Since 2012, Marssonina has been the source of significant leaf fall in organic orchards and can cause significant damage when not managed with a suitable fungicide program. In conventional orchards, disease development appears to be suppressed by the regular application of summer fungicides.
Marssonina disease has been observed in apple orchards in the Alpine region since 2010. The disease was first discovered in northern Italy, Switzerland, southern Germany, and Austria. But in 2014, the first case was confirmed in France (Normandy). Initially, the disease was mainly detected in untreated or low-input orchards.
In the bottom bar, you can find the periods of rain in dark blue as well as the periods of wetness in light blue.
The lower graph models the primary stock of spores (in brown). The model begins with an arbitrary inoculum of spores produced in the overwintering leaves, without distinguishing whether they are in, under, or above the trees. This primary stock decreases in spring with the decomposition of the disease contained in the leaf litter.
Acervuli of infected leaves need a period of surface moisture to prepare for spore release. Once free in the aqueous film (modelled in yellow), the conidia can be distributed by splashing to other parts of the tree. Longer and more abundant rain periods distribute more spores and potentially allow more serious infection events. Black corresponds to the secondary stock resulting from the sporulation of the spots already developed.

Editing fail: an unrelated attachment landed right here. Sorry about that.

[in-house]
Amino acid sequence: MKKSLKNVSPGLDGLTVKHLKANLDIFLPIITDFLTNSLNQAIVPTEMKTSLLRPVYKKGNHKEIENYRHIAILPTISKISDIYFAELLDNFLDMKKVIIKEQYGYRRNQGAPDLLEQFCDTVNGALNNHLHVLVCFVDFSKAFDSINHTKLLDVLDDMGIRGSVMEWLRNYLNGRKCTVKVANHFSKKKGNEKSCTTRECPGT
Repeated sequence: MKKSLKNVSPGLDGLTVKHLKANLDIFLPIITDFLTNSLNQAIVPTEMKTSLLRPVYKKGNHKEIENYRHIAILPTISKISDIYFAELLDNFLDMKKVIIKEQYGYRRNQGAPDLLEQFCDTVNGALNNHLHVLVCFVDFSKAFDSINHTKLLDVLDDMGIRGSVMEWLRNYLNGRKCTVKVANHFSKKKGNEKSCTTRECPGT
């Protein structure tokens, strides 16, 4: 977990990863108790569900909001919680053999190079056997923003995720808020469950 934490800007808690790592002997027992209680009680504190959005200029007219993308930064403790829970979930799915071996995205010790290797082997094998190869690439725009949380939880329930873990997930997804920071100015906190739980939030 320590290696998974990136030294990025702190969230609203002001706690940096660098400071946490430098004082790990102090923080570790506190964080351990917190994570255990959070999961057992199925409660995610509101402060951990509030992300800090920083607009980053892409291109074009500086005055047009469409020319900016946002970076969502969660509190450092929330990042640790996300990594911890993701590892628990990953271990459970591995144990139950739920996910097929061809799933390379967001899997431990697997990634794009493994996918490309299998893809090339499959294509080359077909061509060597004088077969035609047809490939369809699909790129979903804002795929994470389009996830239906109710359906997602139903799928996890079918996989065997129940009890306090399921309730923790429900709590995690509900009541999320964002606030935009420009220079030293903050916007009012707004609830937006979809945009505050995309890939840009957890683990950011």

The middle graph models illustrate spore germination in white and plant infection in red. The spores that are splashed onto the new leaves need a film of water to germinate and infect the leaf surface. The spores can germinate and develop as long as the leaf is wet and only survive a short time during times of drought.
The top graph models the onset of symptoms. The time between expression of the first symptom on a leaf that is still green and complete yellowing and necrotic leaf drop is estimated in days from field observations, as no additional information is available. The number of infected leaves increases during the summer, and untreated apple trees can be completely defoliated by August. During periods without rain, the disease level remains stable.
IMPORTANT: the biofix must be correctly informed because the model starts on the date of the green tips defined by the user. Note that the model simulates the development of the disease in an untreated orchard.